When you're bringing forward plans for controversial yet critical infrastructure, your stakeholder engagement events need to be exceptional. Here's how.
Before we get into the detail of how, let's quickly look at the why - because having clear objectives is key to delivering stakeholder engagement events that work.
There are lots of reasons you might want to run events for project stakeholders, and the the types of events will usually differ according to who you're targeting. For instance, you might want to set out details of your plans to local residents and solicit their opinions, or you might want to get in front of local councillors so that they can hear about your plans from you directly and not just from constituents. You might want to inform groups of local journalists so that, when they cover stories about your plans as they advance, they are armed with the facts and not speculation. Or you may wish to start laying the ground for the recruitment of local contractors to join your future supply chain.
For the purposes of this blog, we're going to look in detail at the first: events aimed at engaging with local residents.
First of all, decide why you are going to host some stakeholder engagement events, and what it is you're hoping to accomplish. Clearly defined objectives are a must. In most cases, you should be looking to achieve three key aims: firstly, to give local people access to your team so that you can establish authentic and positive relationships (you want them to feel that they can approach you and you'll listen); secondly, to share the facts about your proposals so that residents hear all about your plans from you, and not on the grapevine - it is especially important to have a full and frank discussion of any known risks at this stage, because people will be grateful for your honesty and genuine concern for minimising risks; and, thirdly, to get feedback from local people that you can use to shape your plans before you submit a planning application - remembering that they know the area better than you, and will have valuable insights they can share.
You'll want to engage with potentially affected communities as soon as possible, when you're at the pre-application consultation stage of your development. If you get the timing right (and the content - more on that below) you can really help to make sure that your relationship with locals gets off to a good start. Remember, in a lot of cases, some residents will very quickly and instinctively decide to set themselves against your plans as soon as they hear about them, and so the sooner you can get in front of them the better. If there's a lengthy gap between news of your plans entering the public domain and your first stakeholder engagement events being held, there's a good chance that the facts about your development will already be obscured by speculation. Make sure you advertise your events properly so that people know when they are taking place and you can maximise attendance.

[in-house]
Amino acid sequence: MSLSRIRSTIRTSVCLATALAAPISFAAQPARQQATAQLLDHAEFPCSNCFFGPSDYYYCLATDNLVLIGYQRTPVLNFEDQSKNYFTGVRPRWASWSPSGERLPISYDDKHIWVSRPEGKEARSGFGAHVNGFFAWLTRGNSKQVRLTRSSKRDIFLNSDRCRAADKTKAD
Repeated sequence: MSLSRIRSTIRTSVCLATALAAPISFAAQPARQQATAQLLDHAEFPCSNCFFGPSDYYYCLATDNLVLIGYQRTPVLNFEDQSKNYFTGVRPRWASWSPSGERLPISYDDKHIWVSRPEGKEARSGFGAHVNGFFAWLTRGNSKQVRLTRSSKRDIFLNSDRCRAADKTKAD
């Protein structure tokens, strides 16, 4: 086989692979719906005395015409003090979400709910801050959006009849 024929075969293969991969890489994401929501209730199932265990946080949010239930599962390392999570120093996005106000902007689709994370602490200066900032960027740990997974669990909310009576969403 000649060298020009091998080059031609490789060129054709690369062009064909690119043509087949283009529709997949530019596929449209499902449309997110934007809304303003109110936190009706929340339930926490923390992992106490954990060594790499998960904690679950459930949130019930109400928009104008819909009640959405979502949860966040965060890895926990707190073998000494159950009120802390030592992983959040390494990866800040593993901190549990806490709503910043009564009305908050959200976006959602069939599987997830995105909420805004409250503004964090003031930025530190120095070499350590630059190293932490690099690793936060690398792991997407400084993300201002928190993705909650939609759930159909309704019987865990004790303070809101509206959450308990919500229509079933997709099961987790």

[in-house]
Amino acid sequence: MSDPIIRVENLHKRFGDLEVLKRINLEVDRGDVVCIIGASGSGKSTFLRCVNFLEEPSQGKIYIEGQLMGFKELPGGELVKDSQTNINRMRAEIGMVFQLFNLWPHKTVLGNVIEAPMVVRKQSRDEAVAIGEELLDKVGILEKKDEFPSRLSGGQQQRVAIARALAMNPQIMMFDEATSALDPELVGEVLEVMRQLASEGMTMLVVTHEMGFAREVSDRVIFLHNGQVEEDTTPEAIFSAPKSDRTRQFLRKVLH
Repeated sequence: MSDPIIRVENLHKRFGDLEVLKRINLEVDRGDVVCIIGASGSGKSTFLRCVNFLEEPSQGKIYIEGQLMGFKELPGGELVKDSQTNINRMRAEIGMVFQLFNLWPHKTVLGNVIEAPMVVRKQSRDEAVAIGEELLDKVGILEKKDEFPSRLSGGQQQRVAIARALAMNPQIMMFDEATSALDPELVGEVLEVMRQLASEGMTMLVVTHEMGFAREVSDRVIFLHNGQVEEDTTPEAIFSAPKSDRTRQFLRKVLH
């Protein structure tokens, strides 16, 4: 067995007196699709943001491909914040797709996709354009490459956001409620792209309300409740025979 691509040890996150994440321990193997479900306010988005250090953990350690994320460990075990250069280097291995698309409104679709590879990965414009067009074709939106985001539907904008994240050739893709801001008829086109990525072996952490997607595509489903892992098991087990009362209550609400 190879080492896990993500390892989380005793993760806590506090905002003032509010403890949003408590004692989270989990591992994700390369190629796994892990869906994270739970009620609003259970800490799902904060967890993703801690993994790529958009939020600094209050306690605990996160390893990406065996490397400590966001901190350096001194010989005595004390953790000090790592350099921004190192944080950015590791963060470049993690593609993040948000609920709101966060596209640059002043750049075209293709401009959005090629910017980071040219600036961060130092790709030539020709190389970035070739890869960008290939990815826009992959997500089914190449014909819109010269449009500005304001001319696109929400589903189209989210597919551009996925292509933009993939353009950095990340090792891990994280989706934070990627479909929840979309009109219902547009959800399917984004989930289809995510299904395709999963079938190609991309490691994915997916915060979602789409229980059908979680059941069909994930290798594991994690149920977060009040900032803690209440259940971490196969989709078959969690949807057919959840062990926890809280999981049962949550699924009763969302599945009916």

Make sure you pick a location that is easy for your nearest stakeholders to get to, or you risk standing accused of making it difficult for people to attend - which will all help to confirm people's views that you are the bad guys. Choose a welcoming venue, where people will feel at ease and comfortable.
Once you've secured your venue and picked your dates, it's time to work out the structure. There are a number of different ways you can do this, but it works best if you have the right mixture of 'transmitting' and 'receiving', which means dedicating a proportion of your event to telling people all about your plans but also ensuring there is time for people to tell you what they think and why. It helps if some of this is structured (more formal) and also unstructured (less formal) so that you maximise your chances of authentic interactions. So, you may want to start with a short presentation about your proposals first, with an open Q&A afterwards, before then having your team mix with people in a more relaxed manner for a period afterwards. To stimulate discussion, you could consider positioning information points around the room, each with a different focus and staffed by team members with appropriate knowledge, and then guiding visitors to them in turn. At each one, it will be useful to provide people with a means of registering their satisfaction with what they've heard and also giving them an easy way to leave their comments - for example posting written notes into a suggestion box.
Local residents will want to know that you've listened. So make sure that, after each stakeholder engagement event you host, you very quickly communicate with people to thank them for attending and for their views. After careful consideration, answer their questions about any concerns they might have and, where suggestions have been made about how you could adapt your proposals to make them more acceptable, be sure to let people know if they've been adopted and give honest reasons when you've considered them but have been unable to agree to them for legitimate reasons - people will appreciate the fact that you took their opinions into account in your decision-making, even if you weren't able to use their suggestions. Be sure to also tell them what to expect in terms of the timeline for your planning application and how they can engage with the public consultation it will involve, as well as how they can keep in touch with you and the intervals at which you plan to communicate to them directly.
Be genuine and authentic
Be upfront about potential impacts and risks
Staff your event entirely with PR pros
Be patronising or condescending
Make promises you can't keep
If you want help designing and running great stakeholder events, check this out.